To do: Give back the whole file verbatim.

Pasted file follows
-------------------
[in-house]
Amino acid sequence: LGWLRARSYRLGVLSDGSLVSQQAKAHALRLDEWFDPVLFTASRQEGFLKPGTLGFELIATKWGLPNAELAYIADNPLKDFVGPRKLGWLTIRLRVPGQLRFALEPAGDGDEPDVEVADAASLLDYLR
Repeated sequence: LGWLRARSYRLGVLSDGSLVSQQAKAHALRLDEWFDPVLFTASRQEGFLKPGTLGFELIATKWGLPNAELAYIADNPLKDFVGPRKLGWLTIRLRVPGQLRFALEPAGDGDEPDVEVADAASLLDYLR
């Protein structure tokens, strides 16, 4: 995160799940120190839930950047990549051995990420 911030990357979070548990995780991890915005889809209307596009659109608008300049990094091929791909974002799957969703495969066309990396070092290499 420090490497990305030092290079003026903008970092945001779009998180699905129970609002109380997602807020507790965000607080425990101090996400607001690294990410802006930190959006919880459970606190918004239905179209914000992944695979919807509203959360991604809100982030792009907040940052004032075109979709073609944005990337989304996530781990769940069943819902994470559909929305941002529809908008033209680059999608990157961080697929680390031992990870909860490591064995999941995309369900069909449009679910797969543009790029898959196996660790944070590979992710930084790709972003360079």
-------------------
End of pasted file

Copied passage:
[in-house]
Amino acid sequence: LGWLRARSYRLGVLSDGSLVSQQAKAHALRLDEWFDPVLFTASRQEGFLKPGTLGFELIATKWGLPNAELAYIADNPLKDFVGPRKLGWLTIRLRVPGQLRFALEPAGDGDEPDVEVADAASLLDYLR
Repeated sequence: LGWLRARSYRLGVLSDGSLVSQQAKAHALRLDEWFDPVLFTASRQEGFLKPGTLGFELIATKWGLPNAELAYIADNPLKDFVGPRKLGWLTIRLRVPGQLRFALEPAGDGDEPDVEVADAASLLDYLR
């Protein structure tokens, strides 16, 4: 995160799940120190839930950047990549051995990420 911030990357979070548990995780991890915005889809209307596009659109608008300049990094091929791909974002799957969703495969066309990396070092290499 420090490497990305030092290079003026903008970092945001779009998180699905129970609002109380997602807020507790965000607080425990101090996400607001690294990410802006930190959006919880459970606190918004239905179209914000992944695979919807509203959360991604809100982030792009907040940052004032075109979709073609944005990337989304996530781990769940069943819902994470559909929305941002529809908008033209680059999608990157961080697929680390031992990870909860490591064995999941995309369900069909449009679910797969543009790029898959196996660790944070590979992710930084790709972003360079």